- Profession: Tenor
- Age: 57
- Hometown: born in Glasgow, Scotland, and raised in Willowdale, Ont.
- The Car: 1986 Mercedes-Benz 560 SEL
- A founding member of The Irish Tenors
- Old Friends (1994), Love is a Voyage (1995) and Christmas Memories (1998) were platinum records; while Danny Boy Collection (1998) went triple platinum
- His latest CD is called My Gentle Harp
- Honorary member of The War Amps for his support of veterans’ causes
- Charitable works include the McDermott House Canada, a not-for-profit charitable foundation committed to improving quality of care for Canadian veterans, the Fisher House, War Amps, and the New England Shelter for Homeless Veterans
- Ongoing tour with stops on Sept. 25 in Woodbridge, Ont., and Oct. 5 in Cobourg, Ont.
- Fundraising concert on behalf of McDermott House Canada with Shauna Rolston and Erika Raum on Oct. 26
- Performs with Dan Hill at a benefit fundraiser Nov. 14 for Prostrate Cancer Research at Sunnybrook Hospital in Toronto,
- John McDermott & Friends, Sunday, Dec. 16, 8 p.m. at Koerner Hall at The Royal Conservatory in Toronto
- Just finished recording the first “John McDermott Trio” CD and a new Christmas CD comes out this fall
Tenor John McDermott burst onto the music scene by chance. While working at a Canadian newspaper he belted out an impromptu version of Danny Boy at an office party and the rest is history.
His first album Danny Boy went double platinum in 1993. Since then, McDermott has recorded more than 25 albums – three went platinum and one reached triple platinum status.
But he hasn’t spent his money frivolously. He actually gives back, especially to veterans’ causes. And on the road, he skips the fancy sports car in favour of an older 1986 Mercedes-Benz 560 SEL.
Why did you buy an old Mercedes?
I’d go out to dinner sometimes with my good friend Larry Heisey, a great supporter of the arts in Toronto and Canada. And I’d drive his car – a 1986 Mercedes 560 SEL.
I said to him, ‘This car rides like a dream.’ He said he only drove it from May to September. In 2003, I told him how much I liked the car and he said one day he would sell it to me. In 2004, a couple of years before he died, he did just that and I absolutely love to drive it.
Now, there’s just over 100,000 kms on it. It has got everything – all the toys – that the new cars have. It’s just a fantastic car. It rides like a dream.
Do you baby it like he did – no driving in the winter?
No driving in the winter. It’s serviced and locked up at the end of September. My other car is a Lincoln Aviator – I’ve had it for six years now.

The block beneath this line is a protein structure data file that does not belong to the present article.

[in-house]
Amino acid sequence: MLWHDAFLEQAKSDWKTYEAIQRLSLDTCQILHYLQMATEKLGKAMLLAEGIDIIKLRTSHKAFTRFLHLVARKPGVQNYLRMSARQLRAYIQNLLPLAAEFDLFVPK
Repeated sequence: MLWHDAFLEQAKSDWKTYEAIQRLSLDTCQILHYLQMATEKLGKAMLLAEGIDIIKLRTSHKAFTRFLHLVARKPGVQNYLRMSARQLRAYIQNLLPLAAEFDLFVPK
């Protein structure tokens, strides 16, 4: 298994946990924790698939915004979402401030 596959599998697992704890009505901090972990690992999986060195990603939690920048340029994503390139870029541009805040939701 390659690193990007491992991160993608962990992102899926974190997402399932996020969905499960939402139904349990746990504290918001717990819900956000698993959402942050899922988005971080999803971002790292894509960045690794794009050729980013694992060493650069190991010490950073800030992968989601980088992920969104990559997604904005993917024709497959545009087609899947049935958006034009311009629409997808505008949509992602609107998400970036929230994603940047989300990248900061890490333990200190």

What’s the best and worst feature on the Benz?
It’s ultra-comfortable. It’s great on fuel.
There’s nothing I don’t like about it. I’ve never had a problem with it – not one.
What does a vintage Mercedes say about you?
I like old things. I like nostalgia – much like the stuff I perform. I like the old songs and the old stories that go with them.
What was your first car?
A 1967 Triumph Spitfire – it was an absolute piece of junk. It had no floor on the right-hand side and when I bought it my dad said, ‘Buy two.’ I laughed at him. About a month after I bought it, I found myself in a junkyard buying a second one because I had to replace all the parts that fell off of it.
My worst memory with that car: we were driving to Cobourg. There was an accident and I swerved to avoid it and I went sideways into the back of a truck. So the driver’s door was bent into me and the windshield was smashed.
Think about this for a second – the OPP arrived on the scene and the car still runs. I had to get to the hospital to get my ribs checked out. So I put on a pair of safety goggles and the cop followed us. We went straight to the hospital driving the car.
We had some real incidents in that car. This only happens in the movies – we drove it into a construction site. We were driving around and this guy is waving at me to stop, but there’s a glare in my windshield and we couldn’t see. We drove right into this big hole in the ground at the construction site! We had a front-end loader that digs holes lift our car out and push it back and we drove out.
It wasn’t long after I got rid of it.
How did it come to an end?
It broke down on the 401 at Cobourg. I parked it on the side of the road with a note on it, “Scrap it!”
Then I got a Renault because they were inexpensive. Then I had a Volkswagen Bug, which I ran into the ground because it was so good.
What’s your best and worst driving story ever?
Best is driving north in my Mercedes and worst driving story is running out of gas in my wife’s car. She had told me the day before to fill it up. I called her and gave her hell for not having gas in the car. She said, ‘Think back 24 hours.’ Then I just shut up. I kept my big mouth shut.
Do you prefer buying used over new vehicles?
Always. I like the old cars. For what I do, it gets me to where I’m going. I had another car that I just sold, which was a 1986 Alfa Romeo. I bought it from a friend of mine. I didn’t drive it enough – I enjoy the Mercedes too much. So I just sold it.
What do you think of modern Mercedes vehicles?
Neh. When I go and get it serviced at a Mercedes dealership, they always want to buy it off of me. I say no.
Is there a classic car design you’d want to bring back again?
An old Bugatti. I went to the Bugatti Hill Climb in New York years ago and I got to ride in an old 1932 Bugatti and it was fantastic. It was an open roadster. The ’65 Mustang was great, too. I like muscle cars.
If I could bring you the keys to any classic or new car what would it be?
A classic. I’d take the ’65-’67 Mustang.
My uncle had one – he also had four sons, so I didn’t stand a chance of getting that one.
This interview has been edited and condensed.